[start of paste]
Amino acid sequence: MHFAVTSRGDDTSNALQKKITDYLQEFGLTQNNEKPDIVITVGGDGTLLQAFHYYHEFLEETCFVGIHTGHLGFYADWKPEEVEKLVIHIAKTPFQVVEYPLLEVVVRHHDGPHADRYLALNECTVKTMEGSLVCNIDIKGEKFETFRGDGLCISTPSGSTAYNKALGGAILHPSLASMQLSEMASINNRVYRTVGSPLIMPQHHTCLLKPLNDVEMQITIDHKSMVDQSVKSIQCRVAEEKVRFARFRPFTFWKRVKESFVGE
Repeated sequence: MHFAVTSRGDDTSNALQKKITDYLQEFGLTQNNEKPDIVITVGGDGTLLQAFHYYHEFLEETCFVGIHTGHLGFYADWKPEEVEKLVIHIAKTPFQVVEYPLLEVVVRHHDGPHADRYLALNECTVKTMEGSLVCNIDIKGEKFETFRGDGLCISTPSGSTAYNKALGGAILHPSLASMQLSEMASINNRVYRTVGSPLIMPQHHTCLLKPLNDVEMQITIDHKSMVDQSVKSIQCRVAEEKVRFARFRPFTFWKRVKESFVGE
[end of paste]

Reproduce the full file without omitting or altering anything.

Amino acid sequence: MHFAVTSRGDDTSNALQKKITDYLQEFGLTQNNEKPDIVITVGGDGTLLQAFHYYHEFLEETCFVGIHTGHLGFYADWKPEEVEKLVIHIAKTPFQVVEYPLLEVVVRHHDGPHADRYLALNECTVKTMEGSLVCNIDIKGEKFETFRGDGLCISTPSGSTAYNKALGGAILHPSLASMQLSEMASINNRVYRTVGSPLIMPQHHTCLLKPLNDVEMQITIDHKSMVDQSVKSIQCRVAEEKVRFARFRPFTFWKRVKESFVGE
Repeated sequence: MHFAVTSRGDDTSNALQKKITDYLQEFGLTQNNEKPDIVITVGGDGTLLQAFHYYHEFLEETCFVGIHTGHLGFYADWKPEEVEKLVIHIAKTPFQVVEYPLLEVVVRHHDGPHADRYLALNECTVKTMEGSLVCNIDIKGEKFETFRGDGLCISTPSGSTAYNKALGGAILHPSLASMQLSEMASINNRVYRTVGSPLIMPQHHTCLLKPLNDVEMQITIDHKSMVDQSVKSIQCRVAEEKVRFARFRPFTFWKRVKESFVGE